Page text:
Small-scale farmers can double food production within ten years in critical regions through the use of ecological methods, according to a new report from the United Nations.
The report, "Agroecology and the right to food", was presented earlier this month by the Special Rapporteur before the UN Human Rights Council in Geneva.
The study recommends a fundamental shift towards agroecology in order to boost food production and improve the situation of the poorest.
“To feed 9bn people in 2050, we urgently need to adopt the most efficient farming techniques available,” said Olivier De Schutter, UN Special Rapporteur on the right to food and author of the report. “Today’s scientific evidence demonstrates that agroecological methods outperform the use of chemical fertilisers in boosting food production where the hungry live – especially in unfavorable environments.”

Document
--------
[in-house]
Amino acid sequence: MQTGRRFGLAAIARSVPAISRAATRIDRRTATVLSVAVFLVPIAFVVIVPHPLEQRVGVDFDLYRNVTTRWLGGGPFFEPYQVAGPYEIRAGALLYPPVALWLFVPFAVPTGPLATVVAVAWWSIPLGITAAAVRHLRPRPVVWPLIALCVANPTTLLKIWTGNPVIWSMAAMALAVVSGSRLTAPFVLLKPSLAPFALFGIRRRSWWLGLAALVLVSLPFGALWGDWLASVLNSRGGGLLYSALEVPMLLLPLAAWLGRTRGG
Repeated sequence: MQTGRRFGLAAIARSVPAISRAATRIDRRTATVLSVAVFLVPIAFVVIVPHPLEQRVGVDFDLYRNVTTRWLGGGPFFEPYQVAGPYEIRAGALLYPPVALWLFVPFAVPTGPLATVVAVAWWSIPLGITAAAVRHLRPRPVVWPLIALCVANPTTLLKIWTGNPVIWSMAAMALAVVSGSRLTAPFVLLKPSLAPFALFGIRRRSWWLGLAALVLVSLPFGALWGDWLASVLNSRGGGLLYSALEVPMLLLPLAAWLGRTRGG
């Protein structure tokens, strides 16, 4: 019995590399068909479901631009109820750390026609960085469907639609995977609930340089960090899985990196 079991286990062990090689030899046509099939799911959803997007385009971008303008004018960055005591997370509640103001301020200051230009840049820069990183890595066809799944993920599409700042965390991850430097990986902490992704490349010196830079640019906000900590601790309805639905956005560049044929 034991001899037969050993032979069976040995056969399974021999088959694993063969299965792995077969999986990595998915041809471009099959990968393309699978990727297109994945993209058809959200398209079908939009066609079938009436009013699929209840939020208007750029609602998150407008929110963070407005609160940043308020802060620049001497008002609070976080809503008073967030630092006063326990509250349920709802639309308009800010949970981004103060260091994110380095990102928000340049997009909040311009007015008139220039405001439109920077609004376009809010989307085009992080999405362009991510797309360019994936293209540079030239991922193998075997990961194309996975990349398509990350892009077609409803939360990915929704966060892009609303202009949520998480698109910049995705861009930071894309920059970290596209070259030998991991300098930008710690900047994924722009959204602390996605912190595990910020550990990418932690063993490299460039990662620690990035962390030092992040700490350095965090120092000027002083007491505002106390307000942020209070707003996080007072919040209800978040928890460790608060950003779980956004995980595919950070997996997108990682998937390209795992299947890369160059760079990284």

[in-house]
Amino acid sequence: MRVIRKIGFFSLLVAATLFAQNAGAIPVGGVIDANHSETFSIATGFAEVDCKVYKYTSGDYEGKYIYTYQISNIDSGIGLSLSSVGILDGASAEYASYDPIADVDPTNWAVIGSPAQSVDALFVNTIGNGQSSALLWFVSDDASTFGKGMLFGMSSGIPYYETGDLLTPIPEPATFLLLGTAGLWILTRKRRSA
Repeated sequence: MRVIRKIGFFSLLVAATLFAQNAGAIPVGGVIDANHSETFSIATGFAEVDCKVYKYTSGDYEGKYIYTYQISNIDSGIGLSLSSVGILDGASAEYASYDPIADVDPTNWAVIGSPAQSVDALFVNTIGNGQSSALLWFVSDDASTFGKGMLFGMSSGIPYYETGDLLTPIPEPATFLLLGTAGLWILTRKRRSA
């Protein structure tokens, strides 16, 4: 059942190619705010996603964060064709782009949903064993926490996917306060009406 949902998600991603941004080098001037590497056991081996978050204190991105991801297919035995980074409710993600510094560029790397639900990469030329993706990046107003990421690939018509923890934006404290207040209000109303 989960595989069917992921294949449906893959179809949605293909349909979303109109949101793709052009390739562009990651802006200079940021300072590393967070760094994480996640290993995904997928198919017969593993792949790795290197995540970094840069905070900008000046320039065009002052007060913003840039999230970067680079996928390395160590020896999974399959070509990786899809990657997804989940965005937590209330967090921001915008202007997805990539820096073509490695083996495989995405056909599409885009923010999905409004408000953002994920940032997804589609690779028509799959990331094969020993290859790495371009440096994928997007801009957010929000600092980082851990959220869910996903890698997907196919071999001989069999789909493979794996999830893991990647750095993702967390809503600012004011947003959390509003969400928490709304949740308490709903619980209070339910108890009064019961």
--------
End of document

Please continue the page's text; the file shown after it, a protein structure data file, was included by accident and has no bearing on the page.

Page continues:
Agroecology is preferable to conventional farming, the report explained, as it enhances soil productivity and protects crops against pests by relying on the natural environment, including beneficial trees, plants, animals and insects.
“Conventional farming relies on expensive inputs, fuels climate change and is not resilient to climatic shocks," said Mr De Schutter. "It simply is not the best choice anymore today. A large segment of the scientific community now acknowledges the positive impacts of agroecology on food production, poverty alleviation and climate change mitigation – and this this is what is needed in a world of limited resources.
“We won’t solve hunger and stop climate change with industrial farming on large plantations. The solution lies in supporting small-scale farmers’ knowledge and experimentation, and in raising incomes of smallholders so as to contribute to rural development.”